Again, developing these skills is important for any musician. But it also adds to the initial curve of learning to play. Not everyone has the motivation to stick it out past these stages, and would rather just get started playing songs, like you can on guitar.

8. Repetitive Hand Movements Can Lead to Injury

Playing the piano involves frequent repetitive hand movements, similar to office workers typing at a keyboard all day long. This can lead to a variety of repetitive stress injuries if you don’t take the right precautions.

Learning proper technique is incredibly important, as is making sure to warm up and stretch your hands and fingers before playing the piano. Otherwise, you may find yourself suffering from hand cramps, or even developing carpal tunnel syndrome.

9. Playing the Piano is a Big Commitment

Between the lessons, and the initial cost, and the space the instrument takes up, learning to play the piano is a massive commitment. It also requires a huge time investment on your part, which many students may not be prepared for.

You will need to put in regular, consistent effort to make progress, and it can take several years of playing the piano before you achieve significant results. This can feel discouraging, but it’s important to stay committed through the ups and downs. The end game is very worth it.

BUT – The Joy of Playing the Piano is Worth It

Little girl smiling while playing the piano

After going through all of the disadvantages of playing piano, you may be feeling discouraged. While there are certainly some cons to learning the piano, there are a whole lot of pros to piano playing that may make everything worth it.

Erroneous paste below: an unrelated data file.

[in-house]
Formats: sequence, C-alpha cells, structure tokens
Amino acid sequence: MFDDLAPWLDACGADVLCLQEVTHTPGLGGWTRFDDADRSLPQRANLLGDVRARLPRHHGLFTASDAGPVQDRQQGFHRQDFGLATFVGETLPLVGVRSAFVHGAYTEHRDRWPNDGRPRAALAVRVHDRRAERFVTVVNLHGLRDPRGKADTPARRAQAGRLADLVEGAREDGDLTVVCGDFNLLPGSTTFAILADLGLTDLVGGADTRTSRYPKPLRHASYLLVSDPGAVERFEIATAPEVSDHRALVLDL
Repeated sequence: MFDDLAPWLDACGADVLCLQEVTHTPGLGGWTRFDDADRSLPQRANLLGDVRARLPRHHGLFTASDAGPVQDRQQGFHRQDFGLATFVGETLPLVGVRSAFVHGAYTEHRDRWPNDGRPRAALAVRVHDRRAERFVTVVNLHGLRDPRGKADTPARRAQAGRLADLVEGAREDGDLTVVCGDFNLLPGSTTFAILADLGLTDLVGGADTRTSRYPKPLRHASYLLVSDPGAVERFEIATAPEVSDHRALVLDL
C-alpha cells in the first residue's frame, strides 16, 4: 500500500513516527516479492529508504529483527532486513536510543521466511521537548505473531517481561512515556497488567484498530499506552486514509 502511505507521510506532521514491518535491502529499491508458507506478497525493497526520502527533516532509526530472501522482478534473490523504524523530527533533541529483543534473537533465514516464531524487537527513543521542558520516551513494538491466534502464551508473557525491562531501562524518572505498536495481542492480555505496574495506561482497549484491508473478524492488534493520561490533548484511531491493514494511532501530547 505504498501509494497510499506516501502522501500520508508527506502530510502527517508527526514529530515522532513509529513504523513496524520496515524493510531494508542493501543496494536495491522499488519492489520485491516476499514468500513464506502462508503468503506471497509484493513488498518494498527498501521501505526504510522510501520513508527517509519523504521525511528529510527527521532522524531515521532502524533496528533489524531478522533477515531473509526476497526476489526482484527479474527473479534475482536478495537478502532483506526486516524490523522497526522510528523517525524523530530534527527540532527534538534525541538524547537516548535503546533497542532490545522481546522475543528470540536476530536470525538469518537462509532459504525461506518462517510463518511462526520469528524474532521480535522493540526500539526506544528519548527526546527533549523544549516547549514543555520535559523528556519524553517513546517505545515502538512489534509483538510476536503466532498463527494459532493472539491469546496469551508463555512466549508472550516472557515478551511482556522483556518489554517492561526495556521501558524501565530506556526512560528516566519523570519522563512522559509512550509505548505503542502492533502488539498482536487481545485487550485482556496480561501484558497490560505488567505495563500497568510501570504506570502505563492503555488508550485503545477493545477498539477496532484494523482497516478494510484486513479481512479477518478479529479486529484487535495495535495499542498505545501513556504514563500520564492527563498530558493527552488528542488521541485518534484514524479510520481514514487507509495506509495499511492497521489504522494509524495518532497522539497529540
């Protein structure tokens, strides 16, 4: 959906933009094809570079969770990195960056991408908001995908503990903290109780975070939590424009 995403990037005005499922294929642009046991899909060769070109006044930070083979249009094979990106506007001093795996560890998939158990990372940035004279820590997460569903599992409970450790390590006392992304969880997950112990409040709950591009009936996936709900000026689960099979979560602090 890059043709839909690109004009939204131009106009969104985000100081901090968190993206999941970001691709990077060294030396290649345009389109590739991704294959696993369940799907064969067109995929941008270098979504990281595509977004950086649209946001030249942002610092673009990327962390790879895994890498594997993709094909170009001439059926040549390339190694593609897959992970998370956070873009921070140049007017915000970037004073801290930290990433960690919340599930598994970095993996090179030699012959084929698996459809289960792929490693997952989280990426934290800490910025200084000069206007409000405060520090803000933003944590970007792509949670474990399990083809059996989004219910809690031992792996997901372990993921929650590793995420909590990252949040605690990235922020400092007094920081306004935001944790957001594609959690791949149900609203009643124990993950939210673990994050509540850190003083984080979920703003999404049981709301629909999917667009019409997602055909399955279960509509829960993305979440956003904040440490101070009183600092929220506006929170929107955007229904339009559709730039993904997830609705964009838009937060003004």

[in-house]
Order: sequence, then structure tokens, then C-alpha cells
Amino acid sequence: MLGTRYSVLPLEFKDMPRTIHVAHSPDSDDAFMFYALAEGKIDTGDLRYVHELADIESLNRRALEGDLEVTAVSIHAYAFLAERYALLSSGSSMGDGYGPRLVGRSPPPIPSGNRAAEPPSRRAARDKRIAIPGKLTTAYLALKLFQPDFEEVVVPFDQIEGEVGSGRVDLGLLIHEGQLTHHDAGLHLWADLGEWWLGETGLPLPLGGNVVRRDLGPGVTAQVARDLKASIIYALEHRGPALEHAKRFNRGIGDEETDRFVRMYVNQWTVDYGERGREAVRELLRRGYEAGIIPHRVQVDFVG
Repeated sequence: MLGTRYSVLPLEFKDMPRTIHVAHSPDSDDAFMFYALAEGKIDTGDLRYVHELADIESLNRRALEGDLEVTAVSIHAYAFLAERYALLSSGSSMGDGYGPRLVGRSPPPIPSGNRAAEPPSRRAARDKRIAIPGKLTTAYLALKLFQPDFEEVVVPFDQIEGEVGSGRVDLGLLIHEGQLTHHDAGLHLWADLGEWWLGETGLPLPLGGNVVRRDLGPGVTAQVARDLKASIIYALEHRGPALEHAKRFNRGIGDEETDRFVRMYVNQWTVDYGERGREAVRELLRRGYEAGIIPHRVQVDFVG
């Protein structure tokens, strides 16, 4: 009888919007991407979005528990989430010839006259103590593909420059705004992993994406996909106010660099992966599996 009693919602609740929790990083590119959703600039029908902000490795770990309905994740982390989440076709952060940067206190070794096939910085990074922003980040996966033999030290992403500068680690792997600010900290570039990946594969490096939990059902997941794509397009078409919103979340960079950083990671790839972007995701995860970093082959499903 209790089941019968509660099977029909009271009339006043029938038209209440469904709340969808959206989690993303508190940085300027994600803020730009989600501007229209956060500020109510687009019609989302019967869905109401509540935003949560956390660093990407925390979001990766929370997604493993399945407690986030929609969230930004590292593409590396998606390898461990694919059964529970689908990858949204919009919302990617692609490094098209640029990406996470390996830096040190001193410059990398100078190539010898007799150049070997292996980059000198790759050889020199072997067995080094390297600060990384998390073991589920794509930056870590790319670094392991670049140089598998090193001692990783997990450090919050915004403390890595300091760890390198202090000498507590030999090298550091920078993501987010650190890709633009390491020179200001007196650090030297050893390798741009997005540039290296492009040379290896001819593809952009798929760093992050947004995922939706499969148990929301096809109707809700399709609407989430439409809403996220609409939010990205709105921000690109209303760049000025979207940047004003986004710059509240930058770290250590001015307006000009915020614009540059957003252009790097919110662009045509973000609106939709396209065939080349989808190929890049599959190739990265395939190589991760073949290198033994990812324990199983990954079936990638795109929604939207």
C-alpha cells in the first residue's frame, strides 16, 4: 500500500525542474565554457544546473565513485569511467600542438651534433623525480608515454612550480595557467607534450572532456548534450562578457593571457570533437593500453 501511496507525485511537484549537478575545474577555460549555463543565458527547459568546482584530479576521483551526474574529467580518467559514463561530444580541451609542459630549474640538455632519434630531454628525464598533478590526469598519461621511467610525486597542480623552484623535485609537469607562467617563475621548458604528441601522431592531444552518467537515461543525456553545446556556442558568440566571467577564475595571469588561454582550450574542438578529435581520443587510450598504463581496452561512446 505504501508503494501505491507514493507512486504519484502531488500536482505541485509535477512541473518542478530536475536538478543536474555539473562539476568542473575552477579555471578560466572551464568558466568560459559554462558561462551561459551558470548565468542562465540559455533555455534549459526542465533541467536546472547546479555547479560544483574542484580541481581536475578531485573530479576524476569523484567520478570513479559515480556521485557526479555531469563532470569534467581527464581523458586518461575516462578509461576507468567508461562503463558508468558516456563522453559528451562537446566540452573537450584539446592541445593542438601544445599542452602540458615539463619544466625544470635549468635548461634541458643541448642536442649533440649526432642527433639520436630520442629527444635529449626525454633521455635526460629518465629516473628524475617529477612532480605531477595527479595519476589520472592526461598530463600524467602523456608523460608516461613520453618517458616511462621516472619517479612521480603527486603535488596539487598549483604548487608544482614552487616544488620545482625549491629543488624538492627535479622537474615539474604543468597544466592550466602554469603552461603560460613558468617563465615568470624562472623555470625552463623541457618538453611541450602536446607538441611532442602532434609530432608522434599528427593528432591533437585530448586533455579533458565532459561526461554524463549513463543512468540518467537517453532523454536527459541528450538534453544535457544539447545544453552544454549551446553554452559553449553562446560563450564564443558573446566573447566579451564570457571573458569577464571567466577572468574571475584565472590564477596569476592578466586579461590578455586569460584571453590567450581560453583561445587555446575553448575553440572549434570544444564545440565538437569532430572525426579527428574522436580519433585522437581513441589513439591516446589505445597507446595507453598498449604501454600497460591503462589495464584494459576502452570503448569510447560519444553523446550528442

Yes, picking up the ukulele is cheaper, and you’ll be playing songs much faster. But the piano carries some weight to it that just doesn’t exist with other instruments. Just about everyone plays the guitar. Much fewer people can say they play the piano. And being one of those people is a quick way to impress others with your musical abilities, and stand out from the crowd.

Playing the piano also offers a ton of advantages for establishing the basic skills you’ll need to be a musician. Because of the way a piano keyboard is laid out, it becomes extremely easy to visualize the connections between notes when you play piano.

This means you can quickly learn the concepts at the heart of music theory, which are much harder to connect to when you’re looking at a fretboard. Once you learn this, you can translate this knowledge to any instrument you want to play.

But most of all, it’s plain FUN to play the piano. There just aren’t any other musical instruments that can do as much at the same time. And once you get your fingers dancing over those keys, you’ll be having a rocking good time. And that’s what this whole musical journey is all about.

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about the author
Andy Kovacs
Andy started playing piano as a small boy, first classical then jazz and blues. He is a classically trained concert pianist, audio geek, writer, music teacher, and frequent dive bar gigging musician.